Eric Hobsbawm and the Idols of History

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Eric Hobsbawm was that rarest of things: a Marxist historian whose genius was so transparent that liberal and conservative commentators (sometimes begrudgingly) acknowledged it. In his book Fools, Frauds, and Firebrands: Thinkers of the New Left, the conservative philosopher Roger Scruton acknowledged that,


…no reader of Hobsbawm’s historical works can fail to be engaged by them. Their breadth of knowledge is matched by the elegance of their prose, and it is a testimony to Hobsbawm’s talents, as a scholar and a man of letters, that he was elected to Fellowship by both the British Academy and the Royal Society of Literature. His four-volume history of the emergence of the modern world…is a remarkable work of synthesis.

Coming from a man who described the work of Althusser and Lacan as “nonsense” and depicted Slavoj Žižek’s writing as a “machine gun rattle of topics and concepts” which makes it easy to “slip in his little pellets of poison” this is unexpectedly high praise.

Richard Evans, a world expert on Nazism and a moderate social democrat, wrote a glowing biography of Hobsbawm which praised his intellect and admirable lack of dogmatism on issues of Marxist orthodoxy. And indeed, one of the recurring features of Hobsbawm’s work was how little impressed he was by fetishism of any sort. Most of his ire was rightly directed at the various sublimated idols erected by the political right in the aftermath of the French Revolution, ranging from the Church and organized religion, to nation and race. But Hobsbawm was also wisely sensitive to how the most rigid forms of vulgar Marxism could themselves become tropes in oppressive projects.


Understanding the “Long” Nineteenth Century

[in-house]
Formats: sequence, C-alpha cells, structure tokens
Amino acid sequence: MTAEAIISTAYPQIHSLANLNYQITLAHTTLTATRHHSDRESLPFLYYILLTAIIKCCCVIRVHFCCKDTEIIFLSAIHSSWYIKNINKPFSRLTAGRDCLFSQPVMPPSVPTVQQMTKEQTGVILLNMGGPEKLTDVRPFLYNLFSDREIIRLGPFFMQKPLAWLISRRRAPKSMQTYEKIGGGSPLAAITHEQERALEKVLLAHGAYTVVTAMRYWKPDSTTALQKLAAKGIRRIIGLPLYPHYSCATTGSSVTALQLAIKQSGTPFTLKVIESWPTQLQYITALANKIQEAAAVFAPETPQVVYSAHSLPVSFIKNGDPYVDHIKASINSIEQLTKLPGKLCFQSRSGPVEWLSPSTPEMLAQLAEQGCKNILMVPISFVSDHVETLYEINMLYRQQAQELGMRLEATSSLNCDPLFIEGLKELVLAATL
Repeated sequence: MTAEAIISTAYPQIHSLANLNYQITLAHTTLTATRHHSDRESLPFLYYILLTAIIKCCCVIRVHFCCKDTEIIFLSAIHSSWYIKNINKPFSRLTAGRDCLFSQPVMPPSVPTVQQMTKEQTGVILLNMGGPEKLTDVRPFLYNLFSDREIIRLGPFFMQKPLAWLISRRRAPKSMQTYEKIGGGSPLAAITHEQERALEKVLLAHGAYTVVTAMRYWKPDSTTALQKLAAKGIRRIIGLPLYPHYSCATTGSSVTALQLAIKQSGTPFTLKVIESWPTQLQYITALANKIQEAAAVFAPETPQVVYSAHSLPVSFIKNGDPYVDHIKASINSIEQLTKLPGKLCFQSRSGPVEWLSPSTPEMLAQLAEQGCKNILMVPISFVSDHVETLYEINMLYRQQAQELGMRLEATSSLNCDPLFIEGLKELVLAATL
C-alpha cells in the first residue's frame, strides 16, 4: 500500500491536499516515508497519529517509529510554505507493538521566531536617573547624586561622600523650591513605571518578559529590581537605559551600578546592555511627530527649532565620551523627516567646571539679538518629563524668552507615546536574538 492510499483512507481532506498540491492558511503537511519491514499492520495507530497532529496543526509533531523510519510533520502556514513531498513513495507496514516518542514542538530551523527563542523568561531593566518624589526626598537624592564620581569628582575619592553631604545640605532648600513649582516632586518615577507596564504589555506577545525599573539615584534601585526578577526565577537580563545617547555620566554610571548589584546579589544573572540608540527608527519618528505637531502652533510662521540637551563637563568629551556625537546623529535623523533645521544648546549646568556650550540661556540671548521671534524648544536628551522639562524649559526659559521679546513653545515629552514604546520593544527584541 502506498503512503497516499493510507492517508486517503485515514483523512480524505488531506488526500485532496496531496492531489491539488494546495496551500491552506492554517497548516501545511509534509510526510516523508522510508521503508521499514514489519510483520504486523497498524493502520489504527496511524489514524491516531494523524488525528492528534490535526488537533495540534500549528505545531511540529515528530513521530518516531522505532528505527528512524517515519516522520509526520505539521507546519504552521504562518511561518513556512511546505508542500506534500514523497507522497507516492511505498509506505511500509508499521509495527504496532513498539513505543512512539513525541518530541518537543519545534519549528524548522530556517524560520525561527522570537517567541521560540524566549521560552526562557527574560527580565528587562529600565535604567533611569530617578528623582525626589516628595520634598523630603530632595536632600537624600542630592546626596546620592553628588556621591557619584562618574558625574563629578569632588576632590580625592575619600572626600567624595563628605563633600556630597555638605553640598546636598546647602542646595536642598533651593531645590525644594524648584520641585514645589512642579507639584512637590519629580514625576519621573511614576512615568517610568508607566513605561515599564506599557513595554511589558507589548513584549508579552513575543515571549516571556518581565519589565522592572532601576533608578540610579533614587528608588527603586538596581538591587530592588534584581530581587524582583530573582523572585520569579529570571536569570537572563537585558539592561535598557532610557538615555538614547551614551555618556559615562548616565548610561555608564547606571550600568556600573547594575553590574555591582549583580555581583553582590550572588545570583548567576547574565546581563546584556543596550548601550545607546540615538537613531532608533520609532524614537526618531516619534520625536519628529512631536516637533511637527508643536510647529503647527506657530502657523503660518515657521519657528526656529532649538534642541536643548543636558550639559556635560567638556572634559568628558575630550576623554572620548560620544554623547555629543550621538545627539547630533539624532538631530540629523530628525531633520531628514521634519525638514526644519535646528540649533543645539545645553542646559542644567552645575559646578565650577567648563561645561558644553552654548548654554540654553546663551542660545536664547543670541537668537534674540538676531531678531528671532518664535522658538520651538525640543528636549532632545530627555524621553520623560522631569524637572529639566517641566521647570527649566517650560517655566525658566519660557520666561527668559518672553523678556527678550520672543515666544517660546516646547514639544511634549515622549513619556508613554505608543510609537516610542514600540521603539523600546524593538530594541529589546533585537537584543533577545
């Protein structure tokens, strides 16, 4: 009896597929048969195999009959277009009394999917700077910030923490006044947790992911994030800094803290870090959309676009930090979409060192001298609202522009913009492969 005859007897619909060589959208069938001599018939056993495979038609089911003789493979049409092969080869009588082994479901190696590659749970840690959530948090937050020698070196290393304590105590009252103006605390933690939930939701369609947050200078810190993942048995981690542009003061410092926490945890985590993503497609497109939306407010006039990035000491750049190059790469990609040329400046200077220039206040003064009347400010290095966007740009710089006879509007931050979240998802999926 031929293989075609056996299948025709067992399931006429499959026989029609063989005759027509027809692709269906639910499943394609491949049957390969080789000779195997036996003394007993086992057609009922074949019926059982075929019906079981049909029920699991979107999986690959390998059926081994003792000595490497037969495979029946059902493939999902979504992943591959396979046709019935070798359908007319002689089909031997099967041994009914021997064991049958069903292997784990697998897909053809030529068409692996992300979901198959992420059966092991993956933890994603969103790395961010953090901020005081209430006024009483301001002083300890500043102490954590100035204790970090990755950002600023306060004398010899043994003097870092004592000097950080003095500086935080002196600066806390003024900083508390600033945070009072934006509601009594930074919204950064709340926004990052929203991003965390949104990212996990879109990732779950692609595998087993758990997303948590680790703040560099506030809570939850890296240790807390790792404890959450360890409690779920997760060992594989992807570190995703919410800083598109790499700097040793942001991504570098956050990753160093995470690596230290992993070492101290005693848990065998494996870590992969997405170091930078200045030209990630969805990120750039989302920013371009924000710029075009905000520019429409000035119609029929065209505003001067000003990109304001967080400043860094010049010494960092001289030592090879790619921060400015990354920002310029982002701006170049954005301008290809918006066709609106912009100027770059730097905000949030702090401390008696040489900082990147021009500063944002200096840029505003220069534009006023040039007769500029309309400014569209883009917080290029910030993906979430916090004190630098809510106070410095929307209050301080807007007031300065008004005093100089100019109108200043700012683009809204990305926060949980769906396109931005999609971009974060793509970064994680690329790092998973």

Hobsbawm’s masterpiece is a tetralogy of books that covers the period between the French Revolution and the end of the Cold War — Age of Revolution, Age of Capital, Age of Empire, and Age of Extremes. These books are astonishing for their combination of sweep, attention to detail, and literary power. It is honestly difficult to think of any other work of history, or indeed non-scientific analysis generally, which can compare. One of the virtues of the first three volumes is the nuanced approach to the culture, politics, and economics of the nineteenth century, which in effect comes across as the laboratory in which most of the great forces which still govern our world grew into maturity.

These range from the development of industrial capitalism and the hegemony of the global North over the exploited South, to the formulation of liberalism, socialism, and the political right as the dominant ideological templates through which billions were mobilized. As a Marxist, Hobsbawm’s reading of this century is eminently dialectical. He does not shy away from its titanic accomplishments or brutal violence but recognizes both poles as emerging from the same material processes which gradually spread themselves across the globe through a combination of genuine appeal and spectacular violence.